For the first time in more than 30 years, the East St. Louis Housing Authority is back under local control.

The Department of Housing and Urban Development took the East St. Louis Housing Authority into receivership in October 1985, citing “years of deteriorating physical conditions, financial mismanagement and a lack of effective leadership.”

Ever since then, the East St. Louis Housing Authority has been under HUD control, but on Thursday, HUD returned control of the East St. Louis Housing Authority to local authorities.

“This has been an extremely long road but we now feel confident there is the necessary capacity in place to turn the keys back over to our local partners,” HUD Secretary Ben Carson said in a statement. “Running a housing authority isn’t easy, but it requires the very best of those who manage public housing because the folks who call these units home deserve nothing less.”

The receivership of the East St. Louis Housing Authority was both the first and longest federal receivership of a local public housing authority, but it’s over now.

Under the terms of the transition agreement, East St. Louis Mayor Emeka Jackson-Hicks is tasked with appointing a five-member Board of Commissioners, while HUD will transfer ESLHA’s assets, programs and projects to local control.

According to HUD, the board will work with the ESLHA Executive Director Mildred Motley to oversee the management of more than 2,000 public housing units within the city, as the ESLHA works to improve “continuing physical and financial challenges."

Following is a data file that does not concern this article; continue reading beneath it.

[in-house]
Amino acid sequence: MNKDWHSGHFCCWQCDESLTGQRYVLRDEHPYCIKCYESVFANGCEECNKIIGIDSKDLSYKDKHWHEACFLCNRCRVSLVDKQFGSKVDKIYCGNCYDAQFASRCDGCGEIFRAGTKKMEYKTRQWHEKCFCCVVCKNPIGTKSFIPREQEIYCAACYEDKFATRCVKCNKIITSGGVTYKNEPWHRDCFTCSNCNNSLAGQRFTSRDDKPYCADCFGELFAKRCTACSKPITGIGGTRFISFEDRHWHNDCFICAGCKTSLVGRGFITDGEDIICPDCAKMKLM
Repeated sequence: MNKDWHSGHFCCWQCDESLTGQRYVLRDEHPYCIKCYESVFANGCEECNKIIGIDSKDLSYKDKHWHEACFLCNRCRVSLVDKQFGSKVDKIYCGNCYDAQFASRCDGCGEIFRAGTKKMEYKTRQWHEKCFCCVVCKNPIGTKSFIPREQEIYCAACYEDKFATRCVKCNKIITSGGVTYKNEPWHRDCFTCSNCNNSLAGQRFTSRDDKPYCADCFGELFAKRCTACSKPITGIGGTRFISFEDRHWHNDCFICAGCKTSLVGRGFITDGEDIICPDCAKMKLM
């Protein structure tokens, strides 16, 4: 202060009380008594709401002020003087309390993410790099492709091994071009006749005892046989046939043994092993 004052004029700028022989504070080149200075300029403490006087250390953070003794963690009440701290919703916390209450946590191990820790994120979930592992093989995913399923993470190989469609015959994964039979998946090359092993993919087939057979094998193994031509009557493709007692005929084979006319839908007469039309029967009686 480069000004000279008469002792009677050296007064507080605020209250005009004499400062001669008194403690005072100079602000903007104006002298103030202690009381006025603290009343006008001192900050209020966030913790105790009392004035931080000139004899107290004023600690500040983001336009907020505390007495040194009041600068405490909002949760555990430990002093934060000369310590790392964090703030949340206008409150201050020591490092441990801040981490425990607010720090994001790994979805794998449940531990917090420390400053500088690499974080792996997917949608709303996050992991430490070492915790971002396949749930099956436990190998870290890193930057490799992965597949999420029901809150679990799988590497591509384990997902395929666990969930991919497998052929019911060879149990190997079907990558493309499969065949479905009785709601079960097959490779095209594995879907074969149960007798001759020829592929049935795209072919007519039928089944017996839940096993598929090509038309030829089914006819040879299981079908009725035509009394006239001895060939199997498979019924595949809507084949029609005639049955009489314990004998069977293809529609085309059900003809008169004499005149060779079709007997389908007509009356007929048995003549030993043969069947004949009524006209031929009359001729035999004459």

As for why the time is right to turn ESLHA back over to local control, HUD said that it believes the city, ESLHA, and the agency’s board can now “responsibly” assume control of the agency’s 2,033 public housing units.

But returning the ESLHA to local control is not without some strings attached. According to HUD, the agency will work with the board on a two-year enhanced oversight plan.

As part of that agreement, HUD will task an oversight administrator and a team of specialists to provide support, manage HUD-provided technical assistance, and monitor ESLHA’s performance in addressing what HUD calls “ongoing and long-term challenges,” including:

  • Development of a long-term strategy to address the rehabilitation and/or replacement of aging developments and chronically vacant units
  • Sustain operations within its means, build its reserves and maintain long-term financial health
  • Resolution of any audit recommendations and development of strategies to effectively administer its programs
  • Utilization of its Replacement Housing Factor grant to acquire and/or redevelopment new public housing units

“Today marks a significant milestone for residents and the ongoing revitalization efforts in East St. Louis. Over the past year-and-a-half, HUD, the ESLHA, members of the Advisory Board and I have developed a great working relationship to transition the housing authority back to local control,” Jackson-Hicks said.

“I am thankful to these individuals for playing an intricate role in helping ESLHA re-establish a new governance structure for accountability and transparency. We will continue to nurture our relationship with HUD and other public and private partners as East St. Louis reaches new heights,” Jackson-Hicks added. “I am very appreciative of the outstanding residents who agreed to serve as ESLHA Board members and the city council's strong support of the new board.”

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